Thursday, October 6, 2011

Thrifty Thursday--Kid Birthday Parties on the Cheap

Faithful Readers (reader?. . .I'm not convinced that I've advanced in ranks just yet to have plural readers. . .nevertheless), this post is going to be either a quick hit or a multi-parter.   Since I don't really do the best job planning out my posts before I start writing, I don't know yet which it will end up.  I just write people, I don't plan.  I write what's in my heart.  For you.  Anways, this is due to the fact that I'm knee deep in my own child's birthday party right now.  My little baby bear turns 6 (OH MY GAWD. . he's SIX already!) tomorrow and his party is on Saturday.  This means that Mommy is eyeballs (and knees!) deep in frenzied madness to try to get every last detail to come together at the last minute. 

Let's get on with this, shall we?  When planning Tyler's birthday parties, there are a few key areas that I've focused on in the very beginning of of the planning stages to try to both keep myself sane (I heard that snicker, Mom!) and to keep the budget in check.  I say the word budget very loosely.  I have a budget of $200 for his party this year but that's also only my half since his Dad and I are splitting the party 50/50.  So, here are my tips on how to throw a great party for your wee one and keep your budget (however big or small. . .but I like to keep the $$ amount small!) in check.

There are two things that you have to do FIRST: set a budget (even if it's a bit squishy, set a target.  It can always move a little up or down later) that is realistic.  This is important because I could set a $500 budget but if I can't realistically afford to put out $500, why would I set that as my budget?  The other thing is to decide what BASIC kind of party you want.  By this I mean, do you want indoor or outdoor?  At a food establishment (like Chuck-E-Cheese) or at a recreational facility (like Romp-N-Roll or Little Gym) or at a private residence (like your house).  Once you have these two items even remotely figured out, you've already got a great start to your plan.

One tip regarding the budget:

Once you have a total dollar amount that you want to target as the "it" amount, start to break down that total amount into smaller target amounts.  A few categories that you might want to consider are venue, food, cake/cupcakes, goody bags, decorations, and entertainment costs.  Sometimes just breaking the budget down into smaller amounts will help you to realize that your total budget needs to be reviewed.  I mean, it's great to budget $100 for your child's party but if you plan to serve a full meal to 35 guests, give out jam-packed goody bags to 20 kids, and hire Jacky the JackAs err. . .Donkey as the entertainment, you might have a budget that's set a little unrealistically.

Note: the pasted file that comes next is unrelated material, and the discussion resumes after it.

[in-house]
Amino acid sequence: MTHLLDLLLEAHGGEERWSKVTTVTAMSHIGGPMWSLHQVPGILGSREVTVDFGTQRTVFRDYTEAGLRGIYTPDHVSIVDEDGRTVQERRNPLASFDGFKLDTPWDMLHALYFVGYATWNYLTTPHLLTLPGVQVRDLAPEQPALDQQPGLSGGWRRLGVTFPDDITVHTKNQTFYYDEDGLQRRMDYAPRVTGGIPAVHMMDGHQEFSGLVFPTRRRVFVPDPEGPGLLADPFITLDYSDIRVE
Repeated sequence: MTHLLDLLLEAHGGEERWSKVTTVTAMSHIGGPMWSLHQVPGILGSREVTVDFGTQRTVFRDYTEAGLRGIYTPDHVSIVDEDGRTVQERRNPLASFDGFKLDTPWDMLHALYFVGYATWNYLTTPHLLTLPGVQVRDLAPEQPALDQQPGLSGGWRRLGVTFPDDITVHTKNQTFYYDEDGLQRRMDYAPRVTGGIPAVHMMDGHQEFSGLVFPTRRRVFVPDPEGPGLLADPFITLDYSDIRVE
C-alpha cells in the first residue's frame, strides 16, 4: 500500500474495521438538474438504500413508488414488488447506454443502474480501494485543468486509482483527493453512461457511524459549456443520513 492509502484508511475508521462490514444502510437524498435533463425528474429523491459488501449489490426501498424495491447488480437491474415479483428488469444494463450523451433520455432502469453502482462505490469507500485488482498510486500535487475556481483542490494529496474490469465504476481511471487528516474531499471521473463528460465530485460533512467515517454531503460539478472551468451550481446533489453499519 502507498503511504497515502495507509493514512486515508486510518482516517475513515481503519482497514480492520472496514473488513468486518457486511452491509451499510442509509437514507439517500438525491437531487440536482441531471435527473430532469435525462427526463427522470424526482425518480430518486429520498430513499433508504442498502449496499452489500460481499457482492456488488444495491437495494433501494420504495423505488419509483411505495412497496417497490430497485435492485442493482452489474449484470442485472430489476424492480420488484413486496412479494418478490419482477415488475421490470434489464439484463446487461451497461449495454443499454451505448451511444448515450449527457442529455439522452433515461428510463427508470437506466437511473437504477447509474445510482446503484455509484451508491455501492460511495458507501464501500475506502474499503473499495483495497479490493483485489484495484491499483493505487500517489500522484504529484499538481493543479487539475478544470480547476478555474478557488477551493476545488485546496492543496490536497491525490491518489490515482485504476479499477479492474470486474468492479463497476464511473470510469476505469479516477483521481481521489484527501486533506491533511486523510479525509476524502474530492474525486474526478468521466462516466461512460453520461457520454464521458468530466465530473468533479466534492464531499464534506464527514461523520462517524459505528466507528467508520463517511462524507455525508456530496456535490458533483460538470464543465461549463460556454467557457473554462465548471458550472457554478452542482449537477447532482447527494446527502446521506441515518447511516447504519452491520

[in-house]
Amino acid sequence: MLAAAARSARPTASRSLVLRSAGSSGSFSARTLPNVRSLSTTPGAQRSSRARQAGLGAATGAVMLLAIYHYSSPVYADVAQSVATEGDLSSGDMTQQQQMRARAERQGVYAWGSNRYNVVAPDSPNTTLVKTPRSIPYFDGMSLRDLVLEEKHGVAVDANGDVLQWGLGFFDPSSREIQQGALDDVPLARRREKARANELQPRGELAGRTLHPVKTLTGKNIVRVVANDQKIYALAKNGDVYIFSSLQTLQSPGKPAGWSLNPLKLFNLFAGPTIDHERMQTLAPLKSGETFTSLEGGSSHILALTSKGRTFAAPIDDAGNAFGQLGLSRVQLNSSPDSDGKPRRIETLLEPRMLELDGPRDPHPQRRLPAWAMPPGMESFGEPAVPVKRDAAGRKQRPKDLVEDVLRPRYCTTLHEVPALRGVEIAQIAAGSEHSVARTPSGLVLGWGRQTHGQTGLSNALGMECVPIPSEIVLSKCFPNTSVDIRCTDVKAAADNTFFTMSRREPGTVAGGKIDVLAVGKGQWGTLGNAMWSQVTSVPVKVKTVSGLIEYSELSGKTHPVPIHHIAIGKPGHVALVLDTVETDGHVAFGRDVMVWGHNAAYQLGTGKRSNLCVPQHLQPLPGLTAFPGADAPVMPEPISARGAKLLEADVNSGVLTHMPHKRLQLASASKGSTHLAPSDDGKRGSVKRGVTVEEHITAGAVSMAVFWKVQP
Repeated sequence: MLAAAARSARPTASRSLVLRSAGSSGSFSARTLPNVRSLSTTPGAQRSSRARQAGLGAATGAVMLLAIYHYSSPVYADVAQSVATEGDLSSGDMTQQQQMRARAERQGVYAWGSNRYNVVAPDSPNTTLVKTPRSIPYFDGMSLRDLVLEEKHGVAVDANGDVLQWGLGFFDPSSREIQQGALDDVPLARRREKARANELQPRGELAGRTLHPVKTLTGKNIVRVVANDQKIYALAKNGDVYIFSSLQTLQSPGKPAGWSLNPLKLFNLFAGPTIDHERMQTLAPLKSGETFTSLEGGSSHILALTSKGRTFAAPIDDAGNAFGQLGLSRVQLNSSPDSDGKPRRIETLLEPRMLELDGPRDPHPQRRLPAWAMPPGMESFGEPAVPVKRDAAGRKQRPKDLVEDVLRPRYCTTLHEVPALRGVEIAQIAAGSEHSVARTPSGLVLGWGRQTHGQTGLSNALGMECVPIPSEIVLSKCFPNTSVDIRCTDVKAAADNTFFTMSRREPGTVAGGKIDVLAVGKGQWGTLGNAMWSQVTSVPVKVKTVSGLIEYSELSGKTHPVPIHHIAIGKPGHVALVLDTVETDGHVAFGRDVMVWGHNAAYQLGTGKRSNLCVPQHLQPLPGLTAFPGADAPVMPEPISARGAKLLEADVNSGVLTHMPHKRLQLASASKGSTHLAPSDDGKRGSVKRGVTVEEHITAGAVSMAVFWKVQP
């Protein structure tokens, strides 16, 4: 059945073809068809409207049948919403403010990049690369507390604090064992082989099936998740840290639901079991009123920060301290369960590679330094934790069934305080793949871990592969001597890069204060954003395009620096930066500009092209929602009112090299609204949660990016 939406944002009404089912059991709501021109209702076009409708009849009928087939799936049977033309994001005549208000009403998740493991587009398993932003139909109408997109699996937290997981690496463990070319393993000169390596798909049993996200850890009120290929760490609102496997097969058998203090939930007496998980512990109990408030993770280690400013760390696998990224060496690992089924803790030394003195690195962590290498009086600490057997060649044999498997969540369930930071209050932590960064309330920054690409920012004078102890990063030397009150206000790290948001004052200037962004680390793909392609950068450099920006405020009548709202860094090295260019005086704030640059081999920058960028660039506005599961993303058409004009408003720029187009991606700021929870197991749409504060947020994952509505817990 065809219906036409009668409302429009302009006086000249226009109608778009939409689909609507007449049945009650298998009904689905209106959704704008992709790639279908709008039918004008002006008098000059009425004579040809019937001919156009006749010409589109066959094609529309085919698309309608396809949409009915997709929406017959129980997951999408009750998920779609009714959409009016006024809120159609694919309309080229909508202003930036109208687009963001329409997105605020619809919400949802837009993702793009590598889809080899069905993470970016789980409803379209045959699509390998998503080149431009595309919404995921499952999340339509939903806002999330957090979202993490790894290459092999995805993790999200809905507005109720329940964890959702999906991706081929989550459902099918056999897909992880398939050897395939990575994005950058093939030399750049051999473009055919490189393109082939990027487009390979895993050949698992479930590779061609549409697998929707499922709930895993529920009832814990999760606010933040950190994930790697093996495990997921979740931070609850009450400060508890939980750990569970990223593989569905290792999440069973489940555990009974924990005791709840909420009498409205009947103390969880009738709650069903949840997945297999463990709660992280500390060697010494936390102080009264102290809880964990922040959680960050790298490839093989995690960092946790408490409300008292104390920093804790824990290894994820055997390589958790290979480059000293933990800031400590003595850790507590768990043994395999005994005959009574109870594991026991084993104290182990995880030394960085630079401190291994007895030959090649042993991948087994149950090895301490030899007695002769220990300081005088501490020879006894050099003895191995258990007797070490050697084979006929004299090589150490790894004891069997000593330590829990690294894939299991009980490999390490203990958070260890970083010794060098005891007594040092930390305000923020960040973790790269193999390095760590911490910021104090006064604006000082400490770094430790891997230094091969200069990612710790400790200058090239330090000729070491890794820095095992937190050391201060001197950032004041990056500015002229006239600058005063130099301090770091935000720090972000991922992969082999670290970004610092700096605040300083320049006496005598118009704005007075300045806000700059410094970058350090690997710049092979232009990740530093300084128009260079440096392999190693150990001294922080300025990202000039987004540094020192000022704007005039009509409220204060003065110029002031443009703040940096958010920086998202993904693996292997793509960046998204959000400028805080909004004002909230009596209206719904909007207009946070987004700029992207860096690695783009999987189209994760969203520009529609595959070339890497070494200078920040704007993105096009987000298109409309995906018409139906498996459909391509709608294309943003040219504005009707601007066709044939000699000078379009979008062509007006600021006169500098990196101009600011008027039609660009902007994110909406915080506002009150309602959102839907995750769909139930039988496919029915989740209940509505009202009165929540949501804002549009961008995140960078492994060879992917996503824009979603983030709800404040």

* Plan Ahead -- I know you've heard this before but I can't say it enough.  Yes, we're busy. . .I sure as heck am, but I start planning Tyler's birthday party anywhere from 4-6 months prior to his actual party.  I select the date that I want to throw his party and I start planning things according to that date.  Trust me, getting the venue that you want when you're calling 6 months in advance is SO much easier than waiting until the party date is looming and you're frantically calling around looking for somewhere. . .ANYWHERE. . .that has an open party room.  That's when things start to get expensive.  And we get desperate.  Because, somewhere along the line, some ridiculously incorrect book led us to believe that disappointing our children on any level, at any time, was only what BAD parents do.  Yeah. 

* Call around--once you get an idea of what type of venue you (or your kids) are looking for, make a list and start calling around and getting information.  Ask them things like "How much is the party package?", "How long do I have use of the room?", "What is included in the price?".  What you're looking for is to see if the venue is going to cover things like food, decorations, invitations, goody bags, activities, etc.  There's a huge difference in paying $400 for a venue that includes most everything and $75 for a venue that includes almost nothing.  The $75 price tag looks appealing but you may soon find out just how quickly the other items can add up to more than $400 once it's all said and done.  That's why you make lists!  See, there's a meaning behind my list madness! 

* Check into places that might not immediately jump into your mind.  Parks, gyms, restaurants, rec centers. . .even our local animal shelter offers birthday party space!  Check into local museums and historical monuments.  If your kid loves trains, and you have a Train Museum in your area it could very well end up being a win/win situation.  This is where having plenty of time to observe and call around to get quotes and information will really help you in finding the right place for your budget.  

This, my friends, has most definitely turned into a multi-post event.  I don't like to write novels that take you all hours to read, nor do I have that much longer left in the day before I have to scuttle off to pick up my little man from school.  So, I will delve deeper into this topic in another Thrifty Thursday post next week.  Until then, be thinking about how you've thrown your own thrifty parties in the past.  What tips do you have to share with all of us?   

1 comment:

  1. GIRL! I so needed this! I've started planning my son's 1st birthday and I hope to do it as cheaply as possible!


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